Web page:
We would like to invite a small group of contemporary thinkers to build a conversation on the complex relations and mutual influences that transnational feminism and interdisciplinary Cultural Studies have held, especially within the research carried out by Stuart Hall and his colleagues from the mid-1960s onwards. How have Western and transnational feminists within cultural studies negotiated boundaries constructed by racialisation and the hegemony of whiteness? How has the work of Stuart Hall – who quickly became a significant intellectual reference for many of the British black arts movement’s artists and filmmakers in the 1980s and 90s – been read in relation to the concept of intersectionality that provides the foundation for decentring normative feminisms and challenging the white male as the normative subject of Western imagination? What strategies can be found, within the transversal practices of collectives bringing together artists, activists and academics in the 1980s black arts movement, to resist individualising tendencies within contemporary art and find the inspiration to build future alliances?

 

Recorded at Espace Khiasma, 10th June 2016.
Mixed by Esther Porylès

Production: Khiasma, Centre Simone de Beauvoir (Travelling féministe), with the support of INHA.

Proposed by Nataša Petrešin-Bachelez, in collaboration with Lotte Arndt and Olivier Marboeuf.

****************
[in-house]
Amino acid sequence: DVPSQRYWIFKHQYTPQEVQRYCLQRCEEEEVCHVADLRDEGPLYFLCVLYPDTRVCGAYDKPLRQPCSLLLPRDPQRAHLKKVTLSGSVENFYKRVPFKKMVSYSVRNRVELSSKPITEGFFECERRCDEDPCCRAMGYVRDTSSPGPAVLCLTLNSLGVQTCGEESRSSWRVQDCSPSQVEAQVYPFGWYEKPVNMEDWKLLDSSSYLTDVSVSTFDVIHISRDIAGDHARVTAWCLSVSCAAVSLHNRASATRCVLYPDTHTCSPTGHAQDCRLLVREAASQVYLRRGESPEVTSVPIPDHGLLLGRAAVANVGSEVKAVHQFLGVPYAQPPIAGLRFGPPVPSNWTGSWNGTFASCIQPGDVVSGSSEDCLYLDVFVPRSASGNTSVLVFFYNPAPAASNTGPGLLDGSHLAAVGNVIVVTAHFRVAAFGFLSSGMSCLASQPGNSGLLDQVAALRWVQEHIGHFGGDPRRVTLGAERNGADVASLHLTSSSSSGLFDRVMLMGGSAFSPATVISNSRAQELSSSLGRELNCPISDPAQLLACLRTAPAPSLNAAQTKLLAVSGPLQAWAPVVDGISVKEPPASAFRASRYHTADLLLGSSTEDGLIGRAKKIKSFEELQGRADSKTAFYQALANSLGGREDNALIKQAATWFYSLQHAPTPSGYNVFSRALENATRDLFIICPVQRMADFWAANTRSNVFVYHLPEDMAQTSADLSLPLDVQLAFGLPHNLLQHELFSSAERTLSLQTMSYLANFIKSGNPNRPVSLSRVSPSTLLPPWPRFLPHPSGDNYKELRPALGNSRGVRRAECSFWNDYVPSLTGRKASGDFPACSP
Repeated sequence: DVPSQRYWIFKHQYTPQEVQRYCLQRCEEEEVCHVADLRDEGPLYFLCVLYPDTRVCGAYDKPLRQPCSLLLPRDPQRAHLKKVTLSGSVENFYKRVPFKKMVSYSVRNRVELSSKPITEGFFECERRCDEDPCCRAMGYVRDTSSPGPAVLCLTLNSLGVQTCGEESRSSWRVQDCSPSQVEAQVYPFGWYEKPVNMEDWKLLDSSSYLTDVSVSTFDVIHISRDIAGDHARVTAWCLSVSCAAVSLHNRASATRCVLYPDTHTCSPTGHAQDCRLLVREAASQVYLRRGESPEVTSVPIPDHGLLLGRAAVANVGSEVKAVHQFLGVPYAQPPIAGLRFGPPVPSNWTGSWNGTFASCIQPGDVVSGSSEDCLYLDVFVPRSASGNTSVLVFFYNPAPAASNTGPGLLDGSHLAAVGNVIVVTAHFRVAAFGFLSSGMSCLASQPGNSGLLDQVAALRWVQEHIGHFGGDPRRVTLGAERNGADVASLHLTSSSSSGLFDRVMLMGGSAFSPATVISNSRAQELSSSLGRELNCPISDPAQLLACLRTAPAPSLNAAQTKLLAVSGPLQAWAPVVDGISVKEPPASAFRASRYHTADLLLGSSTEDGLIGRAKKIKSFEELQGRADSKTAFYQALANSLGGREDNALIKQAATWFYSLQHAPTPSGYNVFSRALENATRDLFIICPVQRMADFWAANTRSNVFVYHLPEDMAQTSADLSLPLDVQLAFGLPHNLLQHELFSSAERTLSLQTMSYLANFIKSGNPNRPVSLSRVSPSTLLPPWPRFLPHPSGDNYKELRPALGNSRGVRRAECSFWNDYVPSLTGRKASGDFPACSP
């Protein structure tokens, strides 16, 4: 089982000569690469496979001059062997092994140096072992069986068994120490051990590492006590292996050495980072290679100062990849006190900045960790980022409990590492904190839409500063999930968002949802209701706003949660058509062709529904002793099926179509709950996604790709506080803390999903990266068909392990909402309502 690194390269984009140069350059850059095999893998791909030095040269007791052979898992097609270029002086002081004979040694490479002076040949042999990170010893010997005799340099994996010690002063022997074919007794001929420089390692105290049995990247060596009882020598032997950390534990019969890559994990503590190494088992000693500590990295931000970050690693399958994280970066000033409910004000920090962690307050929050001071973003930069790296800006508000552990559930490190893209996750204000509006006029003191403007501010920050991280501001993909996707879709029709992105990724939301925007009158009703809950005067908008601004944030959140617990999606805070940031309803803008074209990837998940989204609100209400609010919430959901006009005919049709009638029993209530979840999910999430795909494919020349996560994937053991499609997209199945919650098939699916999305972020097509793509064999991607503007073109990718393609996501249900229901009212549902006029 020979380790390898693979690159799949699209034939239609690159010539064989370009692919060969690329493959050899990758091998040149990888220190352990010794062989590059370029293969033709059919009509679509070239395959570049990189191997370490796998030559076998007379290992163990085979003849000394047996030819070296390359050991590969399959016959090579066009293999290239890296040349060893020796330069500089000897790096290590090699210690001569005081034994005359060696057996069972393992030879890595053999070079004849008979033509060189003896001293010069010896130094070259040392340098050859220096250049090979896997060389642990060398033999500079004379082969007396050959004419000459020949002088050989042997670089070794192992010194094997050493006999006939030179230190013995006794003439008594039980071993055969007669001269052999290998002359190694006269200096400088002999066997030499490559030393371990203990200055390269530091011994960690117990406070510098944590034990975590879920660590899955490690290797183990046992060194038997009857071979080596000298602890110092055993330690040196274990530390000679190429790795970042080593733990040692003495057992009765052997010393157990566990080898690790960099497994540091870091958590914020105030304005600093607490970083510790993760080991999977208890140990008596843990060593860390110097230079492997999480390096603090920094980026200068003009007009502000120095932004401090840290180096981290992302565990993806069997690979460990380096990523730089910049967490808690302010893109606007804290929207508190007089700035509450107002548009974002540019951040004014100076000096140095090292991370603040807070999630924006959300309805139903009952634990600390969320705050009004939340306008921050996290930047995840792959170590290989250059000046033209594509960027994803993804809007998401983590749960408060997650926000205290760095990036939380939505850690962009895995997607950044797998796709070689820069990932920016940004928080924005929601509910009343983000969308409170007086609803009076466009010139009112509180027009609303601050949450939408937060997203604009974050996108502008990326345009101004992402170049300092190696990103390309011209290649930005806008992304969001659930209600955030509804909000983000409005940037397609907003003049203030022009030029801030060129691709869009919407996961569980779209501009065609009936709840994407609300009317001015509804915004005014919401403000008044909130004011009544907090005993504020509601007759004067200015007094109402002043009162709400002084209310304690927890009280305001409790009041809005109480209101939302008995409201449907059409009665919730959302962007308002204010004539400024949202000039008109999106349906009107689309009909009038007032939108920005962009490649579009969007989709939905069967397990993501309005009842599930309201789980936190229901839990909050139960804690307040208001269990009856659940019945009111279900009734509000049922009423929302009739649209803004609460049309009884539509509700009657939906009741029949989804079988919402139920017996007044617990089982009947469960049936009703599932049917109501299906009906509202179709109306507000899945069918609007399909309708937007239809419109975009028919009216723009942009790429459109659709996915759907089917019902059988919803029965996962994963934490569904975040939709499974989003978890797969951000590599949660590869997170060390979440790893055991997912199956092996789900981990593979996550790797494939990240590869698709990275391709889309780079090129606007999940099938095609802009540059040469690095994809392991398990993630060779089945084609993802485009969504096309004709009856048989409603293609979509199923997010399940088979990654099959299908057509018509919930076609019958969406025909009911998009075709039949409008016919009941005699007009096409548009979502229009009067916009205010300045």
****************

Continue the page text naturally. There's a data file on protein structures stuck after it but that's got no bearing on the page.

With John Akomfrah and Lina Gopaul (filmmakers and producers / Smoking Dogs), Elsa Dorlin (researcher and professor, Paris 8), Nana Adusei-Poku (researcher and professor at Rotterdam University), Jamika Ajalon (artist, musician, poet), Sophie Orlando (researcher, Black Artists and Modernism laboratory, Chelsea/Middlesex University), Françoise Vergès (Global South(s) chair at the Collège d’études mondiales, FMSH, Paris), Lotte Arndt (theorician and professor at the École Supérieure d’Art et Design de Valence) and Sonia Khurana (artist).

Discussions moderated by Nataša Petrešin-Bachelez (curator and writer for l’Internationale online), Lotte Arndt, Olivier Marboeuf and Giovanna Zapperi (art historian, professor at the école nationale supérieure d’Art de Bourges).

[Les Lilas • France]